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If you're considering egg freezing, you may have come across the term "vitrification." This rapid freezing technique is a game-changer in the world of egg freezing, offering significantly improved success rates compared to older freezing methods. Let's dive into what vitrification is and why it's so important for preserving your fertility.

Vitrification vs. slow freezing

Eggs (oocytes) are unique cells. They contain a high amount of water, which makes them particularly vulnerable to damage during freezing. But why do we need to freeze them to begin with? The freezing portion of egg freezing is important because freezing cells to sub-zero temperatures stops all biologic activity and preserves them for future use. 

Up until recently, fertility clinics used a process called “slow-freezing”. Traditional slow-freezing methods often led to the formation of ice crystals within the egg. These crystals could pierce the cell membrane and cause irreversible damage, lowering the egg's viability after thawing.

Through vitrification, a special solution containing cryoprotectants protects the cells from the damaging effects of freezing. This solution, combined with ultra-rapid cooling, transforms the water molecules in the cells into a glass-like state instantly, preventing the formation of harmful ice crystals.

This has improved the overall survival rate of eggs (when they are later thawed) from 75% to over 95%. 

How does vitrification work?

Vitrification is a multi-step process that carefully protects the egg during the freezing process. Here's a simplified breakdown:

  • The eggs are placed in solutions with increasing concentrations of cryoprotectants. These substances essentially replace the water within the egg, minimizing the risk of ice crystal formation. 
  • The eggs are then plunged into liquid nitrogen, which cools them at an incredibly fast rate (thousands of degrees per minute). This speed is crucial to prevent ice crystals from having time to form. 
  • The vitrified eggs, now in a glass-like state, are safely stored in cryogenic tanks until they are ready to be used.

The length of time that frozen human eggs can be stored depends on several factors, including the quality of the eggs, the storage method used, and the regulations of the country or state where the eggs are being stored.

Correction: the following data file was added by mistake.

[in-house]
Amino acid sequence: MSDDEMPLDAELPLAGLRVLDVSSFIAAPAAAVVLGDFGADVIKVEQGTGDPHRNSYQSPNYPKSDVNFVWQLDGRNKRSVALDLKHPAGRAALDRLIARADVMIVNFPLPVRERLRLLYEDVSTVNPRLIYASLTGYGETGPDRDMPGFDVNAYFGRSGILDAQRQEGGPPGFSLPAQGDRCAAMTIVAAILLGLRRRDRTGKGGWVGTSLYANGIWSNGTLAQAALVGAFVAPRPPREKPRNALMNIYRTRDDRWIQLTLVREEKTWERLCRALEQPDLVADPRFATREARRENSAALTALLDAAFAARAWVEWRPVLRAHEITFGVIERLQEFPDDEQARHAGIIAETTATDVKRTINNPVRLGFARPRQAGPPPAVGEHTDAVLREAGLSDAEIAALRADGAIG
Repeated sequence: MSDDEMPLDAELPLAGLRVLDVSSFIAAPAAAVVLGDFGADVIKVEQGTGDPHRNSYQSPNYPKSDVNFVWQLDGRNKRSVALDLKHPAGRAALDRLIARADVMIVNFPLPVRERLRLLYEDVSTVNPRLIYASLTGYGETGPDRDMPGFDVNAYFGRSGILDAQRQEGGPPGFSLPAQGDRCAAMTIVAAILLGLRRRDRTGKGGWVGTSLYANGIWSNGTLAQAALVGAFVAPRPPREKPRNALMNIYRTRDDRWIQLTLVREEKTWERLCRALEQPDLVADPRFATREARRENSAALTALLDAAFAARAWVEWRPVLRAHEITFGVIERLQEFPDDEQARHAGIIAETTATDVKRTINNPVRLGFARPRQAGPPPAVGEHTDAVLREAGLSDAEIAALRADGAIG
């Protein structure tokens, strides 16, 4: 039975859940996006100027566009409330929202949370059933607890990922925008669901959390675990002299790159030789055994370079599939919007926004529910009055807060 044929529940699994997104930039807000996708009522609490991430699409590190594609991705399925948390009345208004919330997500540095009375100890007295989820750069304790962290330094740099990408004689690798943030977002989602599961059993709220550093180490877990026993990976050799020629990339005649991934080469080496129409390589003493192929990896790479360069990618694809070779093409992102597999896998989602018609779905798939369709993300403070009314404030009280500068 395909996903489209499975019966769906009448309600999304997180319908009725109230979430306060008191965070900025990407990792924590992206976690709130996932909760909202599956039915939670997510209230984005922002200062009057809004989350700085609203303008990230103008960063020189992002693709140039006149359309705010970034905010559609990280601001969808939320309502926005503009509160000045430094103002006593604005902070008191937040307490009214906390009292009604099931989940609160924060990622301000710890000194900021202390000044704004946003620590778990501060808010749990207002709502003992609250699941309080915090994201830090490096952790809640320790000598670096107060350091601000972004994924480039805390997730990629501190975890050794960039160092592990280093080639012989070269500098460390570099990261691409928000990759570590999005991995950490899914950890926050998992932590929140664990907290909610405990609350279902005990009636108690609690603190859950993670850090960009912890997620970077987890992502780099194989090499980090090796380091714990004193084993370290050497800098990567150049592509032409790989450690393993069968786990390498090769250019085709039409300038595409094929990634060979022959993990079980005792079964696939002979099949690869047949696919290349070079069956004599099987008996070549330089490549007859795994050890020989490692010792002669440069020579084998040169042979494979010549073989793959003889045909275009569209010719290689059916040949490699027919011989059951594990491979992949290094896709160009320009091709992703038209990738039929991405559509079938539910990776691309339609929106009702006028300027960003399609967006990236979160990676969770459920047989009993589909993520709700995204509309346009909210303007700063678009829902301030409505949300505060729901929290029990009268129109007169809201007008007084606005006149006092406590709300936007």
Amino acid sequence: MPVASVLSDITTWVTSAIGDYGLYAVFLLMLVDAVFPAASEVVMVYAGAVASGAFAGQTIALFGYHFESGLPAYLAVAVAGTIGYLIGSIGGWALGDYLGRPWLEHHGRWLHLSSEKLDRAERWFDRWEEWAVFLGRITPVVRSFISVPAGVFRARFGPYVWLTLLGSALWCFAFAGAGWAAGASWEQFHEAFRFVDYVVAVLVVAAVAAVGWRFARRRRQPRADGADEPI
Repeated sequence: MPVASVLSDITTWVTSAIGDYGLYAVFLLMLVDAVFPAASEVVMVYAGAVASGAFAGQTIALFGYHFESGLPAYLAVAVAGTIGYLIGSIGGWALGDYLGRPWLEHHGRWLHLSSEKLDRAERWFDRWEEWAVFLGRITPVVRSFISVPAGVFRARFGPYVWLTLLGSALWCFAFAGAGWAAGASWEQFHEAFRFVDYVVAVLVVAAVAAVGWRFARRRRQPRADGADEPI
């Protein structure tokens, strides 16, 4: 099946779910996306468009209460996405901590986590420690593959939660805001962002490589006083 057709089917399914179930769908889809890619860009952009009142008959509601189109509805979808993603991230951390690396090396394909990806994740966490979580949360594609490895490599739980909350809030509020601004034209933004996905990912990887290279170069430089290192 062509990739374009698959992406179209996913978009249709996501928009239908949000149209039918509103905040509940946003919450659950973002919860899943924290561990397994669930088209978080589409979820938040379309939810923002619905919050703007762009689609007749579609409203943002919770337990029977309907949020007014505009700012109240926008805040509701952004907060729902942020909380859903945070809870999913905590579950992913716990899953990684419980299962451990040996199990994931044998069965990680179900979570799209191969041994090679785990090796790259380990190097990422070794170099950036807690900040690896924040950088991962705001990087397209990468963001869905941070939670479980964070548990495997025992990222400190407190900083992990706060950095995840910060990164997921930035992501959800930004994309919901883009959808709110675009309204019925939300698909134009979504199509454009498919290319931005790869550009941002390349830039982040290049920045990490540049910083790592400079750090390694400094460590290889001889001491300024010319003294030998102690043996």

Scientifically, if you work with a good clinic in the United States using vitrification, you can keep them stored indefinitely. However, some countries, such as the United Kingdom have a cap on the number of years you can store eggs (for the UK, you can store your eggs for up to 55 years). Currently there is no limit in the United States.

Typically, I see patients that store their eggs for two to five years. With vitrification, the chances of damage during storage are usually quite low.

What happens when the vitrified eggs are thawed?

When you're ready to use your frozen eggs and turn them into embryos, you’ll first have them shipped from the storage facility to the clinic you are working with. Then, a careful warming process using a specialized procedure reintroduces water and reverses the vitrification process. 

An embryologist will then examine the thawed eggs to determine how many survived the freezing and thawing process. As I shared above, survival rates for vitrified eggs are generally quite high. 

Next, the surviving eggs are fertilized with sperm (either from a partner or donor) in a process called intracytoplasmic sperm injection (ICSI). The fertilized eggs, now embryos, are allowed to develop in the lab for several days. Finally, one or more of the healthiest embryos are transferred to your uterus (or the uterus of a gestational carrier) with the hope of implantation and a successful pregnancy. Not every frozen egg will result in a successful pregnancy. Several factors, including egg quality, the fertilization process, and embryo development contribute to the overall success rates.

Summing it up

Vitrification has revolutionized egg freezing, making it a more reliable and successful option for women who want to freeze their eggs for potential future use. By understanding this process, you can feel confident that your eggs are being protected in the best possible way, maximizing your chances of building the family you desire.

If you have further questions about vitrification or egg freezing in general, don't hesitate to consult with a fertility specialist. They can provide personalized guidance and help you make informed decisions about your reproductive future.

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